Insulin is an hepatic mitogen that promotes liver regeneration. Actions of insulin are mediated by the insulin receptor, which is a receptor tyrosine kinase. It is currently thought that signaling via the insulin receptor occurs at the plasma membrane, where it binds to insulin. Here we report that insulin induces calcium oscillations in isolated rat hepatocytes, and that these calcium signals depend upon activation of phospholipase C and the inositol 1,4,5-trisphosphate receptor, but not upon extracellular calcium. Furthermore, insulin-induced calcium signals occur in the nucleus, and are temporally associated with selective depletion of nuclear phosphatidylinositol bisphosphate and translocation of the insulin receptor to the nucleus. These findings suggest that the insulin receptor translocates to the nucleus to initiate nuclear, inositol 1,4,5-trisphosphate-mediated calcium signals in rat hepatocytes. This novel signaling mechanism may be responsible for insulin's effects on liver growth and regeneration. ( I nsulin regulates a wide variety of biological functions in the liver, including glucose uptake, 1 regulation of gene expression, 2 and promotion of cell growth.  The biological actions of insulin are initiated by binding to the insulin receptor, a heterotetrameric receptor tyrosine kinase (RTK) composed of two extracellular ␣-subunits and two transmembrane ␤-subunits. 6 The ␣-subunit possesses insulin-binding activity whereas the ␤-subunit has intrinsic protein tyrosine kinase activity. Binding of insulin to the ␣-subunit of its receptor activates the protein tyrosine kinase and results in phosphorylation of tyrosine residues of the ␤-subunit and of several endogenous substrates. These substrates include proteins containing a src-homology 2 domain such as phosphatidylinositol 3-kinase and phospholipase C (PLC). 7 PLC hydrolyzes phosphatidylinositol 4,5-bisphosphate (PIP 2 ), generating two intracellular products: inositol 1,4,5-trisphosphate (InsP3), a universal calcium-mobilizing second messenger, and diacylglycerol, an activator of protein kinase C. Like insulin, Ca 2ϩ also regulates glucose metabolism, 8 gene expression, 9,10 and cell growth. 11,12 Although it has not been established how a single second messenger coordinates such diverse effects within a cell, there is increasing evidence that the spatial and temporal patterns of Ca 2ϩ signals may determine their specificity. Ca 2ϩ signaling patterns can vary in different regions of the cell, and increases in Ca 2ϩ in the nucleus have specific biological effects that differ from the effects of increases in cytosolic Ca 2ϩ . 9,10, The mechanisms and pathways that promote localized increases in free Ca 2ϩ levels in the nucleus have not been entirely defined. It is currently thought that signaling via the insulin receptor occurs only at the plasma membrane, where it binds to insulin. 16 Here we investigate whether and how insulin signaling occurs in the nucleus of hepatocytes, where its downstream messenger Ca 2ϩ may act. Materials...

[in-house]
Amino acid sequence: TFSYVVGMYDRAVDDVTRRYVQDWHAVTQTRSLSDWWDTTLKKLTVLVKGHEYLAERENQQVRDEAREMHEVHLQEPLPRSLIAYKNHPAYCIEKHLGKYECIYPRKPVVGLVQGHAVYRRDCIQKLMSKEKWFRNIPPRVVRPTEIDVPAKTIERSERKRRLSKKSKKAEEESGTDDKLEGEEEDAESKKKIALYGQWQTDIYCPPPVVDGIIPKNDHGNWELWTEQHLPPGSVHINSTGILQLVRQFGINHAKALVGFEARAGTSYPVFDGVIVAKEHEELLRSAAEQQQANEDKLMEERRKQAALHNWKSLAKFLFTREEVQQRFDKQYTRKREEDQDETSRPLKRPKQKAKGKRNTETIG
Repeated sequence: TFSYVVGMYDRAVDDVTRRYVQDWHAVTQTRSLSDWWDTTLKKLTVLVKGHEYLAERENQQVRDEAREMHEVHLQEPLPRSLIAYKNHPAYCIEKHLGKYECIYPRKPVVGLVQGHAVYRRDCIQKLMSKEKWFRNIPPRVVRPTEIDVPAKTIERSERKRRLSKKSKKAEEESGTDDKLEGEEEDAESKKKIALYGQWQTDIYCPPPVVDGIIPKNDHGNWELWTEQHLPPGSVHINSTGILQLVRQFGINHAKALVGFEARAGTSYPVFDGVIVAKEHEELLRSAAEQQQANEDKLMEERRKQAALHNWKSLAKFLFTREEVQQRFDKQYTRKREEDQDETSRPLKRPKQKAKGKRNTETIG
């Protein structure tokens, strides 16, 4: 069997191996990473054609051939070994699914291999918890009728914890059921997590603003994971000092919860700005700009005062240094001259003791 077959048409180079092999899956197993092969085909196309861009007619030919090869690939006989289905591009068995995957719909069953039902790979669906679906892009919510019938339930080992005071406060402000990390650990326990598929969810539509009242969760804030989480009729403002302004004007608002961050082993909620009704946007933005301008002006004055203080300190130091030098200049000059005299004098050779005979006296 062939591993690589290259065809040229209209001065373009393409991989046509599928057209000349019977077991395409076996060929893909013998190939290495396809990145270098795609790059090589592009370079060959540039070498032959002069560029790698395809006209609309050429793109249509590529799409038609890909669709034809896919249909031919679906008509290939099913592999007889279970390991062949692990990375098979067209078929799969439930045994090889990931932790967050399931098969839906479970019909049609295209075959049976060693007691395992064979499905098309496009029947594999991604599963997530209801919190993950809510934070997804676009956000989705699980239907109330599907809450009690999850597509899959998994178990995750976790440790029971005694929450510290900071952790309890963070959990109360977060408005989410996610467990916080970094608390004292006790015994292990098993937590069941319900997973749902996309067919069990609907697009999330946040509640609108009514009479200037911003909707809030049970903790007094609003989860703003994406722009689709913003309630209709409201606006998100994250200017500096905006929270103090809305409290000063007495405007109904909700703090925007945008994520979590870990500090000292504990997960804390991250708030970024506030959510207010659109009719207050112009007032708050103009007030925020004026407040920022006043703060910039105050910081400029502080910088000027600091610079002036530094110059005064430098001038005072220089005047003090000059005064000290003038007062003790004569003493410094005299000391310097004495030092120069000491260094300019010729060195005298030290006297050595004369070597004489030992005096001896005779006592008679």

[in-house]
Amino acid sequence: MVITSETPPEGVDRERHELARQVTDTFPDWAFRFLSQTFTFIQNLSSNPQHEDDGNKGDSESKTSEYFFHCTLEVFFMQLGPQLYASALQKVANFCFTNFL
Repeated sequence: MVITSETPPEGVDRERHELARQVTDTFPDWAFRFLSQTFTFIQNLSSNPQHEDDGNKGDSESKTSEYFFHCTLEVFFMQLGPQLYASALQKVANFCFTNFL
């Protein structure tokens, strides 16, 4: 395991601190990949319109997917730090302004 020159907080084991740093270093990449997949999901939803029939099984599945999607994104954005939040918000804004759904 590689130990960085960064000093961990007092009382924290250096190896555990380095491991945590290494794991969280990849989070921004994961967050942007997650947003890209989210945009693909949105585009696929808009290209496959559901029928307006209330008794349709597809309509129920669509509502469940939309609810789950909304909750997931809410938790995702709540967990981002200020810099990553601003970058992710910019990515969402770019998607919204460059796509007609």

Development of RNA interference (RNAi) technology utilizing short interfering RNA sequences (siRNA) has focused on creating methods for delivering siRNAs to cells and for enhancing siRNA stability in vitro and in vivo. Here, we describe a novel approach for siRNA cellular delivery using siRNA coiling into carboxyl-functionalized single-wall carbon nanotubes (SWCNTs). The CNT-siRNA delivery system successfully demonstrates nonspecific toxicity and transfection efficiency greater than 95%. This approach offers the potential for siRNA delivery into different types of cells, including hard-to-transfect cells, such as neuronal cells and cardiomyocytes. We also tested the CNT-siRNA system in a non-metastatic human hepatocellular carcinoma cell line (SKHep1). In all types of cells used in this work the CNT-siRNA delivery system showed high efficiency and apparent no side effects for various in vitro applications.